Secondary Use of Aspen Cavities by Tree-Roosting Big Brown Bats

UNCG Author/Contributor (non-UNCG co-authors, if there are any, appear on document)
Matina C. Kalcounis-Rüppell, Professor (Creator)
The University of North Carolina at Greensboro (UNCG )
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Abstract: To further explore natural roost-site selection by temperate bats, we examined the use of tree roost sites by big brown bats (Eptesicus fuscus) in the West Block of Cypress Hills Provincial Park, Saskatchewan, an area where the number of human structures is limited. In this area, we found big brown bats roosted exclusively in cavities of trembling aspen trees (Populus tremuloides), despite the availability of cavities in snags of conifer trees. Most cavities had been excavated and previously used by yellow-bellied sapsuckers (Sphyrapicus varius). The use of aspens by sapsuckers relates to the relatively soft wood and susceptibility to heart rot of these trees, which provide ideal conditions for nesting: decayed heartwood with a firm sapwood shell. Orientation of cavity entrances was close to due south. The width of bats and the width of cavity entrances differed, suggesting that bats are not using roosts for protection from predators or exclusion of competitors. Bats showed fidelity to a particular group of roost trees because, despite roost switching, bats reunited in subsequent roost sites. During the day, temperatures in aspen cavities were approximately 50C cooler than in cavities of conifer snags. Microclimate differences, including temperature, may be why aspen cavities are selected over available cavities in conifer snags. All of the randomly selected cavities in aspen that we searched showed evidence of use by bats, which suggests roost sites for big brown bats in southwestern Saskatchewan may be a limiting resource.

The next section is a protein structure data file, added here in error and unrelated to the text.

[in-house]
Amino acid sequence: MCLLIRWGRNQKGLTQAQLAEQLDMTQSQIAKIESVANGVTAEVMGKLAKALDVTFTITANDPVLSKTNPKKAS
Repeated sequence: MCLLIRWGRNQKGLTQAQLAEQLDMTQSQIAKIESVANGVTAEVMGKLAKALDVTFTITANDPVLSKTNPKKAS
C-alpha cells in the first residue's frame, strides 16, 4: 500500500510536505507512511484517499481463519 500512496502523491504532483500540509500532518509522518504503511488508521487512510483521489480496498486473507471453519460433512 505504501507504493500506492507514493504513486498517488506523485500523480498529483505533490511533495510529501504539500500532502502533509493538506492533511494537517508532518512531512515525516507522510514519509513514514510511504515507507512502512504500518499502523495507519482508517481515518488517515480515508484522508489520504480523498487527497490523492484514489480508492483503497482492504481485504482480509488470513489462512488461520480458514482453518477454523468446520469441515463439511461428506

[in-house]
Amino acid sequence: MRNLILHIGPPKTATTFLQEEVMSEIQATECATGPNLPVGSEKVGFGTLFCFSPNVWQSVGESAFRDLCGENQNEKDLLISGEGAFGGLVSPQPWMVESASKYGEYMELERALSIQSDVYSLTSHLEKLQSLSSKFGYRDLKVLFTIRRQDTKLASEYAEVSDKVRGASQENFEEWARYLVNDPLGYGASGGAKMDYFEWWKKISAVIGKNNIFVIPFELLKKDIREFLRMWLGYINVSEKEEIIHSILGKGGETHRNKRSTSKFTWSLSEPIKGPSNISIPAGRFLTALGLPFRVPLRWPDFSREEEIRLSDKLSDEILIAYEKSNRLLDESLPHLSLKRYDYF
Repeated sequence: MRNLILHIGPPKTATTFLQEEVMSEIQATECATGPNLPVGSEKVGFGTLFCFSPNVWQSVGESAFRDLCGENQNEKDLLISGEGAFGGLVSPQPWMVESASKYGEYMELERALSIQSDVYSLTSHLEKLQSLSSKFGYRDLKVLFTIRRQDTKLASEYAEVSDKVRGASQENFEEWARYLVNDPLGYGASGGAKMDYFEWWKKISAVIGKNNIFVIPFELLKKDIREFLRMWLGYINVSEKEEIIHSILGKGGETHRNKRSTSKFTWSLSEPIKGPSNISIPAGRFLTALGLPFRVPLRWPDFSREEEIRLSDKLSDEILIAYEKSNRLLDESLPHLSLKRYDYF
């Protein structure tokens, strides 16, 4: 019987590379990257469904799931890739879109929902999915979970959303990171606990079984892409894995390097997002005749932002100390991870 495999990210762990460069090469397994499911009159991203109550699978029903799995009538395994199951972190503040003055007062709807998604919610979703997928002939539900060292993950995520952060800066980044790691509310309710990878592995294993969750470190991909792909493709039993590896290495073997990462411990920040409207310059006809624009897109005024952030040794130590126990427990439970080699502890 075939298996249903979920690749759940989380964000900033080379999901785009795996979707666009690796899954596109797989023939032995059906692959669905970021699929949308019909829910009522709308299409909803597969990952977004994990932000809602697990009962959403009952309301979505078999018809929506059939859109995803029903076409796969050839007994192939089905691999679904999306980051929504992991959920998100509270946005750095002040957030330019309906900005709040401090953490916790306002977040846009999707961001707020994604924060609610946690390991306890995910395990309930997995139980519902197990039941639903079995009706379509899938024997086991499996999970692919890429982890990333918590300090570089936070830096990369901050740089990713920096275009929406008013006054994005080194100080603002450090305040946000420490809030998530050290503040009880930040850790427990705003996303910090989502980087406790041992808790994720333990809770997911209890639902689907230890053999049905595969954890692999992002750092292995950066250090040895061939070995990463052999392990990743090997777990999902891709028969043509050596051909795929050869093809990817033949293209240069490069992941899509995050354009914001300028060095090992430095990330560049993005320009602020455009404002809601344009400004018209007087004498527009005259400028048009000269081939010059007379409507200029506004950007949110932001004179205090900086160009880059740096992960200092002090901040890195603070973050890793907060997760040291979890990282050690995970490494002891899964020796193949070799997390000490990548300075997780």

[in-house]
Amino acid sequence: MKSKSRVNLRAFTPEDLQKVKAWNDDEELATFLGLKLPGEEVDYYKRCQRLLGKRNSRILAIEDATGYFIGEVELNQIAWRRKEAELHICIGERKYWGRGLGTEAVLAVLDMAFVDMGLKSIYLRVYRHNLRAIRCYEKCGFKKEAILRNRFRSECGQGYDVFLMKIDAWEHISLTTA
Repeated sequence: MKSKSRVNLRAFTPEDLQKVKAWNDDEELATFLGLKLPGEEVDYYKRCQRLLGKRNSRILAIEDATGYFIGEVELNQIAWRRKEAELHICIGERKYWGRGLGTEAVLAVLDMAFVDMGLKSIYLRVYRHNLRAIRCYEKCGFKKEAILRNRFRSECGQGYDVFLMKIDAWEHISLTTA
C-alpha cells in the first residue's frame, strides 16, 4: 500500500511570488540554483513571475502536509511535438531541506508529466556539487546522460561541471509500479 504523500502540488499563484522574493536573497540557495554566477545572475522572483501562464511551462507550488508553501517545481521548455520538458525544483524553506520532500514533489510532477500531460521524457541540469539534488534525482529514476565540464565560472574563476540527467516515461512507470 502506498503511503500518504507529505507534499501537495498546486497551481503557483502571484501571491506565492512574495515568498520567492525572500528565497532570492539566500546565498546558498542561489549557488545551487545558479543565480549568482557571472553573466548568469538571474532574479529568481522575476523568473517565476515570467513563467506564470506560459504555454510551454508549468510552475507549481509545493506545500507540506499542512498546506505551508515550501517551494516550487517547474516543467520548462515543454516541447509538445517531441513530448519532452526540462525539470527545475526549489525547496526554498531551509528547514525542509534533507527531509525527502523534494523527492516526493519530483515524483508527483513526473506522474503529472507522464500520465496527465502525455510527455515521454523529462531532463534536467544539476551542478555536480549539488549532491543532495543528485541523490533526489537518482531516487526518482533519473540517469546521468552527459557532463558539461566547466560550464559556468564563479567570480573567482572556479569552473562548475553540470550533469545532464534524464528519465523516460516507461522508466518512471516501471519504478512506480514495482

Additional Information

Language: English
Date: 1998
bats, Eptesicus fuscus, habitat complexity, maternity colony, roost, switching, temperature, tree cavity, trembling aspen

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